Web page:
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spawn or fork

P: n/a
Dear All,

I have a function
def printHello():
fp = open('file','w')
fp.write('hello')
fp.close()

I would like to call that function using spawn or fork. My questions are:

1. Which should I use
2. How do I call that function if it is defined in the same file.

Many thanks

Colin
Jul 18 '05 #1
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7 Replies


P: n/a
Hello Colin,
I have a function
def printHello():
fp = open('file','w')
fp.write('hello')
fp.close()

I would like to call that function using spawn or fork. My questions are:

1. Which should I use spawn and fork are very different functions. Read the documentation on
each.
Note the "fork" is available only in Unix like systems.
2. How do I call that function if it is defined in the same file.

Just call it.

def foo():
print 1

foo()

Bye.
--
------------------------------------------------------------------------
Miki Tebeka <mi*********@zoran.com>
http://tebeka.bizhat.com
The only difference between children and adults is the price of the toys
Jul 18 '05 #2

P: n/a

"Miki Tebeka" <mi*********@zoran.com> wrote in message
news:ma**************************************@pyth on.org...
Hello Colin,
I have a function
def printHello():
fp = open('file','w')
fp.write('hello')
fp.close()

I would like to call that function using spawn or fork. My questions are:
1. Which should I use

spawn and fork are very different functions. Read the documentation on
each.
Note the "fork" is available only in Unix like systems.
2. How do I call that function if it is defined in the same file.

Just call it.

def foo():
print 1

Thanks, but can I call it using spawn?

Jul 18 '05 #3

P: n/a
C Gillespie wrote:
Dear All,

I have a function
def printHello():
fp = open('file','w')
fp.write('hello')
fp.close()

I would like to call that function using spawn or fork. My questions are:

1. Which should I use
2. How do I call that function if it is defined in the same file.


spawn execute an external executable program *outside* your current script,
*not* a Python function. So say you want to run wordpad.exe from your Python
script, you could do:

os.spawn(os.P_NOWAIT, "C:\\Program files\\Accesories\\wordpad.exe, [...])

So you *need* an external executable to be passed to spawn.

fork works another way: it duplicates the context of your process in another one
and continues both processes in parallel. So basically, it doesn't *execute*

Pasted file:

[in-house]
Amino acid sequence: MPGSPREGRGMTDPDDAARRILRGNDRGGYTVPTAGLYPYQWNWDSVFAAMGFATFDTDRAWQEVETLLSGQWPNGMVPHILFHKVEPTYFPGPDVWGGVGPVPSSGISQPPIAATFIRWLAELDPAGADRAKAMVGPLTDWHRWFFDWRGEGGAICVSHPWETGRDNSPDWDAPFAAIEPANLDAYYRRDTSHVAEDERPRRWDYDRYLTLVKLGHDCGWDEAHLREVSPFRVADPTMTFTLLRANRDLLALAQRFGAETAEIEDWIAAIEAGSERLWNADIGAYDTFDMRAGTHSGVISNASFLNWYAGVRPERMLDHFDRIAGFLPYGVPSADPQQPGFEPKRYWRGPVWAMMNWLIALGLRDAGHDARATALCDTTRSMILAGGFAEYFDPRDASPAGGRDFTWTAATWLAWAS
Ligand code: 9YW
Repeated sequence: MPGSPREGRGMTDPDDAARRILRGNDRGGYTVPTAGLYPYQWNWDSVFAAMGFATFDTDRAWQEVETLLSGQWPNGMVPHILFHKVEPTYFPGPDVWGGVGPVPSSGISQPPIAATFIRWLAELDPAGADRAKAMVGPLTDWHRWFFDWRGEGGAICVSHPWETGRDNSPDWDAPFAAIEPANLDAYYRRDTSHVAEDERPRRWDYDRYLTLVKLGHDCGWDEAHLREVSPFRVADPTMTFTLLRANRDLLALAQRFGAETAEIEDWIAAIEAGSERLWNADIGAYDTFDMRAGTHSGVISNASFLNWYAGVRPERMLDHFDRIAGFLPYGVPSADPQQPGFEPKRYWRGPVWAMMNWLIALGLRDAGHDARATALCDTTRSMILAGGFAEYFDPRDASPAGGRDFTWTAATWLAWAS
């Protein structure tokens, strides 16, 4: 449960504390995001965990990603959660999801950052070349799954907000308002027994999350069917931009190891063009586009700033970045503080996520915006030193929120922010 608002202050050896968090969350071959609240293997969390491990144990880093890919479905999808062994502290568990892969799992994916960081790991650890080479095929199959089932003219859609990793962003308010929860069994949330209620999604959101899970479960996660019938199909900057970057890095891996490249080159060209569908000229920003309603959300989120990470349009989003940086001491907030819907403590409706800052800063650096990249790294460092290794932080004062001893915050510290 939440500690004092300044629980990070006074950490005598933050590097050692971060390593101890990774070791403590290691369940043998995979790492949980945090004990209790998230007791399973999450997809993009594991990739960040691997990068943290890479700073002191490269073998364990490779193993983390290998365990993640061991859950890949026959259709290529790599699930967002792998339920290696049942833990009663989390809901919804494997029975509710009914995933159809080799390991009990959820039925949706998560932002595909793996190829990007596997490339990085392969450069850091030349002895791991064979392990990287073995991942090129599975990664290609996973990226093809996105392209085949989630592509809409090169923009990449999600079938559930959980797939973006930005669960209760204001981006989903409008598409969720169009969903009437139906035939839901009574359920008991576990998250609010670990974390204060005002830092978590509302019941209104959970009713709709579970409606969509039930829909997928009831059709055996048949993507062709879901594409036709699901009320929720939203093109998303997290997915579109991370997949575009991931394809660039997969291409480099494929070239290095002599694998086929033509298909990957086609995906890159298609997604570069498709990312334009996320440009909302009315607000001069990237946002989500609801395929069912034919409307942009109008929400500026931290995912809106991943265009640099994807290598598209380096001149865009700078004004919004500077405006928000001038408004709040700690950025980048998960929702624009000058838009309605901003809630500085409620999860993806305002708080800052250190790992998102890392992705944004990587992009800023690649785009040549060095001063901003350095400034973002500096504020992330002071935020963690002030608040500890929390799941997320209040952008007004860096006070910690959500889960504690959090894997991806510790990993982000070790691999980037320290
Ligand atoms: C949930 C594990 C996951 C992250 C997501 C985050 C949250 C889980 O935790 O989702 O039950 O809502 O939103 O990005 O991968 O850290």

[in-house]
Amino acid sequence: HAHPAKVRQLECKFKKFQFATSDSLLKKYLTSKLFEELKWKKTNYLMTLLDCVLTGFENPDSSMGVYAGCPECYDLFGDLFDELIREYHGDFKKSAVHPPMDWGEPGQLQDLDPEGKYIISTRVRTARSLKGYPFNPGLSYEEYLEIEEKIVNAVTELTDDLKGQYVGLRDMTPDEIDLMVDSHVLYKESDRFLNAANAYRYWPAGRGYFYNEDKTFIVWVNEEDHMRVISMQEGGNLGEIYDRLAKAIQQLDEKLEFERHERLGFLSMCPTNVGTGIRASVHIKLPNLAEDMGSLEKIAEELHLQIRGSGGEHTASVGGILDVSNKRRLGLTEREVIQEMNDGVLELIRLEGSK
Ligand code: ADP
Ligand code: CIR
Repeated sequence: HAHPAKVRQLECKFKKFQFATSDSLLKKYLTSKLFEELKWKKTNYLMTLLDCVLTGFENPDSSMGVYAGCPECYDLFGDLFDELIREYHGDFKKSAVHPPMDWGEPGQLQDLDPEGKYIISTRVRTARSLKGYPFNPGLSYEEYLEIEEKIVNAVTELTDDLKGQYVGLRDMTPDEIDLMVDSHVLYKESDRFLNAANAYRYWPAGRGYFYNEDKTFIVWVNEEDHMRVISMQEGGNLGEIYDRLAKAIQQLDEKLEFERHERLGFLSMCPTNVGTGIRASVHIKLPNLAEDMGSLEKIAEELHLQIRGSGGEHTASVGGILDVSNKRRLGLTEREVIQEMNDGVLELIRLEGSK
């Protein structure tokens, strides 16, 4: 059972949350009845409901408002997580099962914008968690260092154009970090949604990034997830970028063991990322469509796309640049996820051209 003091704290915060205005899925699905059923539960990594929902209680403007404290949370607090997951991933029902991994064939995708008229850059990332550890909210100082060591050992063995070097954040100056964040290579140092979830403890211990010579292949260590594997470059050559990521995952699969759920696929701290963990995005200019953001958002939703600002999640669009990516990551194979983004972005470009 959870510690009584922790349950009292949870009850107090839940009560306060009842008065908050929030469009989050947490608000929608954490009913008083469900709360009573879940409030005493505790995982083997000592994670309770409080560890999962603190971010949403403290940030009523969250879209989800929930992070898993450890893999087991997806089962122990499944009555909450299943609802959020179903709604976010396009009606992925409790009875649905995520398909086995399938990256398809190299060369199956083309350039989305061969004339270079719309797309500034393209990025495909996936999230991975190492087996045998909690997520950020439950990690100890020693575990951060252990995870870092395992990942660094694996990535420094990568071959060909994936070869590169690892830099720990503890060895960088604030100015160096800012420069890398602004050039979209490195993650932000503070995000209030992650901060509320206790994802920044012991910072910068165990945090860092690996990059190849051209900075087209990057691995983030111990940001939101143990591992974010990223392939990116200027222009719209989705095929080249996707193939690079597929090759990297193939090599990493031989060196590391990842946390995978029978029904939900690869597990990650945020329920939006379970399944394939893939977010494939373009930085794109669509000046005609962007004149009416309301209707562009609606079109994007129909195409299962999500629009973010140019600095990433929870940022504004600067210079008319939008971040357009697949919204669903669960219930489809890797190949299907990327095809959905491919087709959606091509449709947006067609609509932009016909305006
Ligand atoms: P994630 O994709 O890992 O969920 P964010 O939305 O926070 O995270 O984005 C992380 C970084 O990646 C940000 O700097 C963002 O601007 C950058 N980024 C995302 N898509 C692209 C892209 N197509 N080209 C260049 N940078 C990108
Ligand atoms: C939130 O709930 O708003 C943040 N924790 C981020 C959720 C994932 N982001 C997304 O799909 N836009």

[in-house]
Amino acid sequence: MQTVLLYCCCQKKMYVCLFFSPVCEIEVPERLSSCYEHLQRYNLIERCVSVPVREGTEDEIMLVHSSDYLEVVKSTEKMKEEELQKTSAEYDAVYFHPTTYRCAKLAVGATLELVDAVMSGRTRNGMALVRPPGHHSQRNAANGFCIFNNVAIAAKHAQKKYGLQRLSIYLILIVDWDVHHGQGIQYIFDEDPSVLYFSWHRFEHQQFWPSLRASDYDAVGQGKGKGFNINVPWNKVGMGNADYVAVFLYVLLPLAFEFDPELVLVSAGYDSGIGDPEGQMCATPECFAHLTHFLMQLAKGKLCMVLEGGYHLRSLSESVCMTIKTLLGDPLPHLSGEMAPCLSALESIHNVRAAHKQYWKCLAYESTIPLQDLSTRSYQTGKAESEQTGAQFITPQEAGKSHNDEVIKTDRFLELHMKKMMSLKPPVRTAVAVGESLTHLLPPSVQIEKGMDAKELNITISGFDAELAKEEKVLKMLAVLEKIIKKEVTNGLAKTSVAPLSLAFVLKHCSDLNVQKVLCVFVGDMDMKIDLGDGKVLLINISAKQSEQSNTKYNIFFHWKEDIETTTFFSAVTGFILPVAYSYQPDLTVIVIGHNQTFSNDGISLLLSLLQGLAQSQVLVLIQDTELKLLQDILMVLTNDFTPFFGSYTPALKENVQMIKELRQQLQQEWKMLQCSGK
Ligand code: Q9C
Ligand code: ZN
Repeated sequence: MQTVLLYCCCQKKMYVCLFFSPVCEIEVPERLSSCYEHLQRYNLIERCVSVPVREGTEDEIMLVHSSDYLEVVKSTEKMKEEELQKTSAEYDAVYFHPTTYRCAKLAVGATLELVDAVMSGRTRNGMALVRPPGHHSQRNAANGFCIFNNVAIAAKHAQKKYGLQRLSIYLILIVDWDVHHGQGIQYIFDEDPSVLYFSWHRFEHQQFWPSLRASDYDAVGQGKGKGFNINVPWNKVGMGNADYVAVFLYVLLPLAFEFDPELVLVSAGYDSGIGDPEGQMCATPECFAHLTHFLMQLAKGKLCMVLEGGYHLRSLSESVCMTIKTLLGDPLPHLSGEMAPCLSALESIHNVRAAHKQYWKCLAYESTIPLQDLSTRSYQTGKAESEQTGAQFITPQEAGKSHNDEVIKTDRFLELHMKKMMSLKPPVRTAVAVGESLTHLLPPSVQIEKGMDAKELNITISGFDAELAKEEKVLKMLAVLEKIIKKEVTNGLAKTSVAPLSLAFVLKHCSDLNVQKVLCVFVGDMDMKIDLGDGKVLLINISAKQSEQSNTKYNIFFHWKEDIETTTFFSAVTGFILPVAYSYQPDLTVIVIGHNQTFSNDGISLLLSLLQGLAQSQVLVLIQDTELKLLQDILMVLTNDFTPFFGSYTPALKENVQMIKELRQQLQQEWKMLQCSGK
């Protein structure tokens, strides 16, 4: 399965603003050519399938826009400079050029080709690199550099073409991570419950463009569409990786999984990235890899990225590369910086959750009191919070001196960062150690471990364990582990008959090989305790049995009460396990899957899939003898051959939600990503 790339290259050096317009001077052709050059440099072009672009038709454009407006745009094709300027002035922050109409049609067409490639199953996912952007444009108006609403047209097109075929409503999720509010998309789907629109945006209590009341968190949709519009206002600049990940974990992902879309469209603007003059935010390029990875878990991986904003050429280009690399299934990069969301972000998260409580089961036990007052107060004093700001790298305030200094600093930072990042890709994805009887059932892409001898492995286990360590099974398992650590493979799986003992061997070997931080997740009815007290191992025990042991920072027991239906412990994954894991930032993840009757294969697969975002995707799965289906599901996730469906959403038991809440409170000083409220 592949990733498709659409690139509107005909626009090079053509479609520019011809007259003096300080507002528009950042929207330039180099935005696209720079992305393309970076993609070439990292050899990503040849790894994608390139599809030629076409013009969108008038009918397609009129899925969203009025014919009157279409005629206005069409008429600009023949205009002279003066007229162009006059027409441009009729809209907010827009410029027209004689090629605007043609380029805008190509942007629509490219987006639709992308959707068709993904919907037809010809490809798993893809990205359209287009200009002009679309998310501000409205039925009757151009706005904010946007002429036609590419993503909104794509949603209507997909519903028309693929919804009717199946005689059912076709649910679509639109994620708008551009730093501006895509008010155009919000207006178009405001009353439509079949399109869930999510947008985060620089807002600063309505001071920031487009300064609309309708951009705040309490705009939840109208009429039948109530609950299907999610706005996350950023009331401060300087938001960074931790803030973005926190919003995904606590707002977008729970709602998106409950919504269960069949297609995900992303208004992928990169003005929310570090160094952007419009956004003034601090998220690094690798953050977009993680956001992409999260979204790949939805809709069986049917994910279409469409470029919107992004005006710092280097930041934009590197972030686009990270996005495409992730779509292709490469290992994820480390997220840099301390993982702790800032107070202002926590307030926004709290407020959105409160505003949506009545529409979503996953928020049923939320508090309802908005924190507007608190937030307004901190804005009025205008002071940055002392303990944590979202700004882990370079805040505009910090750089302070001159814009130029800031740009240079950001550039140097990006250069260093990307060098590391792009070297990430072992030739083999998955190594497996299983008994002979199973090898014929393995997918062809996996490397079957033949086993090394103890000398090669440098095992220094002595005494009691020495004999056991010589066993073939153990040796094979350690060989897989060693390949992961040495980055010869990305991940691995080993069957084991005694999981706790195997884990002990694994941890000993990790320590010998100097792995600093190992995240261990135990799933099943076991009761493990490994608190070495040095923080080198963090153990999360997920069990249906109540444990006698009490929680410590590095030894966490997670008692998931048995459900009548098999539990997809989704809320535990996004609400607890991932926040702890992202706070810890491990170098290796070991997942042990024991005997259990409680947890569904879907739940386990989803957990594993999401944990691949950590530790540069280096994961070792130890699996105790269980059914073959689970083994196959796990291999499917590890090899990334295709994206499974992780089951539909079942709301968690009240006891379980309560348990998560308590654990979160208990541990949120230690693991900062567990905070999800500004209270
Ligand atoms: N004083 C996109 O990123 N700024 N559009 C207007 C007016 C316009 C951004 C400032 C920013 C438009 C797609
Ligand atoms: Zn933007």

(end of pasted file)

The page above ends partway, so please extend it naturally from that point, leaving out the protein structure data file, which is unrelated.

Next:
anything, but just creates a process. You may then call your function is the new
process (a.k.a the "child" process):

def printHello():
...
if os.fork() == 0:
## fork returns 0 in the process copy => this is where we call our function
printHello()
else:
## If fork doesn't return 0, we're in the original => other code
...

However, fork is only available on Unices.

What are you trying to do exactly? If you provide more explanations, we may
provide a better help than the simplistic one above.

HTH
--
- Eric Brunel <eric (underscore) brunel (at) despammed (dot) com> -
PragmaDev : Real Time Software Development Tools - http://www.pragmadev.com
Jul 18 '05 #4

P: n/a
> Thanks, but can I call it using spawn?

No, but you can spawn a python interpreter that calls it. Like this:

spawnv(P_<whatever>, sys.executable, ['-c', 'import myfile; foo()'])

But I suggest you use fork - then you can call it in the interpreter itself.
--
Regards,

Diez B. Roggisch
Jul 18 '05 #5

P: n/a
What are you trying to do exactly? If you provide more explanations, we may provide a better help than the simplistic one above.

Dear All,

Thanks for the suggestions.

Basically, I have the situation where a user (via the web) requests data
from a database that has to be written to file. However, this takes a couple
of minutes. So the way I thought of doing this is:
1. create an empty file.
2a. tell the user where to look for the file.
2b. spawn a process to insert data into the file.

This way the user can see the data as its being written.

Thanks

Colin
Jul 18 '05 #6

P: n/a
C Gillespie wrote:
What are you trying to do exactly? If you provide more explanations, we


may
provide a better help than the simplistic one above.


Dear All,

Thanks for the suggestions.

Basically, I have the situation where a user (via the web) requests data
from a database that has to be written to file. However, this takes a couple
of minutes. So the way I thought of doing this is:
1. create an empty file.
2a. tell the user where to look for the file.
2b. spawn a process to insert data into the file.

This way the user can see the data as its being written.


You may want to use threads for this instead of processes. See
http://docs.python.org/lib/module-threading.html

HTH
--
- Eric Brunel <eric (underscore) brunel (at) despammed (dot) com> -
PragmaDev : Real Time Software Development Tools - http://www.pragmadev.com
Jul 18 '05 #7

P: n/a
Eric Brunel wrote:
Basically, I have the situation where a user (via the web) requests data from a database that has to be written to file. However, this takes a couple of minutes. So the way I thought of doing this is:
1. create an empty file.
2a. tell the user where to look for the file.
2b. spawn a process to insert data into the file.

This way the user can see the data as its being written.


You may want to use threads for this instead of processes. See
http://docs.python.org/lib/module-threading.html


I haven't seen any reason he wants to give up protected memory, so the
only reason to use threads is if the platform doesn't support fork (or
has a broken/nonperformant implementation thereof).

Jul 18 '05 #8

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